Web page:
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FiveThirtyEight Plans To Stick Around For a While

Jason Barrett

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When ESPN turned out the lights on Grantland last fall, one of the big questions was how long it would be until FiveThirtyEight, Nate Silver’s data journalism outfit, followed Grantland out the door. After all, the metrics-focused site was just as much of an odd fit within the sports media empire.

But, two years after its launch, FiveThirtyEight is growing both its traffic and headcount — and says that ESPN has every interest in keeping it around. Its editorial staff is now at 43, and it’s pushing out 10 stories a day, with plans to double that number this year.

Managing editor David Firestone pointed to FiveThirtyEight’s headcount, which increased by 17 people in the past year. Three of those additions were to the site’s video team, which is helping FiveThirtyEight with short-form clips, such as “The Dean Scream,” a 10-minute exploration of Howard Dean’s campaign-ending yawp in 2004.

On that front, FiveThirtyEight seems to realize it can’t live off politics coverage alone, especially after the presidential election. So in addition to politics and sports, it’s also applied its formula to cover The Oscars, Fandango’s Rotten Tomatoes deal and Harper Lee. It’s also building out its science and health coverage (it hired The New York Times Magazine science columnist Maggie Koerth-Baker this week). FiveThirtyEight even plans to venture into eSports coverage later this year.

 

The bigger nagging question, though, is how long ESPN’s support for FiveThirtyEight will last. While the company said that it was “totally committed” to FiveThirtyEight, ESPN itself is in a bit of a rough patch. In Disney’s last quarter, ESPN’s unit, which also includes the Disney Channels and ABC, posted a 5.6 percent decline in operating income, thanks to subscriber declines and higher programming costs. It’s going to be hard for ESPN to justify keeping something like FiveThirtyEight around if it’s not generating revenue.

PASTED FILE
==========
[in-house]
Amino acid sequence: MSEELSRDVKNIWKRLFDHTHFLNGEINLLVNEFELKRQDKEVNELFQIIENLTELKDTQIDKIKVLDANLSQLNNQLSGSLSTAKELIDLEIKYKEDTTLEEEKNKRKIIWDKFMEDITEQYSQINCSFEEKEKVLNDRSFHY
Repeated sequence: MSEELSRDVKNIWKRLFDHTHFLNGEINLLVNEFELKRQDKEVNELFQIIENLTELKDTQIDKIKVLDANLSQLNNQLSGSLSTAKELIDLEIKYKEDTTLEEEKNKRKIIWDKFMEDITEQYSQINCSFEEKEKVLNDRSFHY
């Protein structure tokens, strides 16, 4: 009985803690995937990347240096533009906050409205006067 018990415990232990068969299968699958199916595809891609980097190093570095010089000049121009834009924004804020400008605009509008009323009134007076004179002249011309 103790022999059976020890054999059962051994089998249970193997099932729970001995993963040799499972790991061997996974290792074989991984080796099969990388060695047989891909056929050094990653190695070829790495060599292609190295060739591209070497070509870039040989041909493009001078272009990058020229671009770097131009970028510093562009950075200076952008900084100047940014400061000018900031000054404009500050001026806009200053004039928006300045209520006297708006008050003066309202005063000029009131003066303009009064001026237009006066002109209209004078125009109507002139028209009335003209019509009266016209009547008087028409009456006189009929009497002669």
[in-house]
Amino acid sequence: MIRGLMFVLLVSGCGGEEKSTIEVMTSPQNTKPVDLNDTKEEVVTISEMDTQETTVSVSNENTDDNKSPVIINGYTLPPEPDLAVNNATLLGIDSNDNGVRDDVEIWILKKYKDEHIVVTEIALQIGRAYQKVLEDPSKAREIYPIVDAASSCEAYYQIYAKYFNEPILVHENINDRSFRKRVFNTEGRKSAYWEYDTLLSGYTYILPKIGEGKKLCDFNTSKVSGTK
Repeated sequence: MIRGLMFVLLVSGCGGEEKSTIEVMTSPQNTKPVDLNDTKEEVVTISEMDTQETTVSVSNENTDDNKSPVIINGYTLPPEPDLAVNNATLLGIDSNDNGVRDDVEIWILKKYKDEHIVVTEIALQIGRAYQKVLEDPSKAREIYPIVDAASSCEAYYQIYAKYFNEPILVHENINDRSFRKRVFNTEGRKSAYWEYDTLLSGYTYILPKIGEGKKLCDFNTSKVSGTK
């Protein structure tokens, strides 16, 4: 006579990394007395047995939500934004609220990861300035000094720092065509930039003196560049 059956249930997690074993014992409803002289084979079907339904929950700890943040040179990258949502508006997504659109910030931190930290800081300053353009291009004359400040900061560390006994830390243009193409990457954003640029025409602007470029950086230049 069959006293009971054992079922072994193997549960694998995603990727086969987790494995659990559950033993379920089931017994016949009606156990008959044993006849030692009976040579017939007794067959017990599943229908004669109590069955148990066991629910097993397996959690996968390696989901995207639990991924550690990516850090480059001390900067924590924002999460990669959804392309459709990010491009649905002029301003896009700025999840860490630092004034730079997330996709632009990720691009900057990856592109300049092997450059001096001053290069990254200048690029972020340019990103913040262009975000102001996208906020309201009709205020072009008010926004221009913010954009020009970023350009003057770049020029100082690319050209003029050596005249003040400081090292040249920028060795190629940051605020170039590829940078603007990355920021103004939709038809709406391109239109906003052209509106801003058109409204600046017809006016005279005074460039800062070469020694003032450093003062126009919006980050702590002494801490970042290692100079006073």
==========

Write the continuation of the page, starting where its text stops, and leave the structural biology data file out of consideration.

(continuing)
“They have to support themselves, because ESPN is not going to he happy about losing money anywhere,” said Seth Alpert, managing director at advisory firm AdMedia Partners, adding that FiveThirtyEight already seems to be further along, monetization-wise, than Grantland was when ESPN pulled the plug.

 

“Grantland had some issues after [founder Bill] Simmons left. There was some tension there, but that’s not the situation here,” said Firestone, who said that the site has a “great” relationship with ESPN. “I know people looked at Grantland and said something similar would happen to us, but I don’t think there’s any sign of that. Everyone’s committed to this for the long haul.”

To read the rest of the article visit Digiday where it was originally published

 

Sports TV News

Al Michaels: Condensed Prep Time For Thursday Night Football ‘A Downside’

“It’s not that they don’t want to be with us, but they’re condensed too, so there’s less time to give to us.”

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There were bound to be unexpected hiccups and unintended consequences as Al Michaels moved to Thursday Night Football with Amazon Prime Video.

He told The Boston Globe Thursday that one of the downsides of the week’s schedule is less prep time with the teams playing in the game.

“When we go to see the teams, it’s not that they don’t want to be with us, but they’re condensed too, so there’s less time to give to us,” Michaels said. “And all the time I’ve been doing this, I’ve built some great relationships with coaches and players and GMs and owners and you name it, and I don’t get that much time to spend with them anymore. That’s a downside part of it for me. Some of the best stories you get come from those relationships.”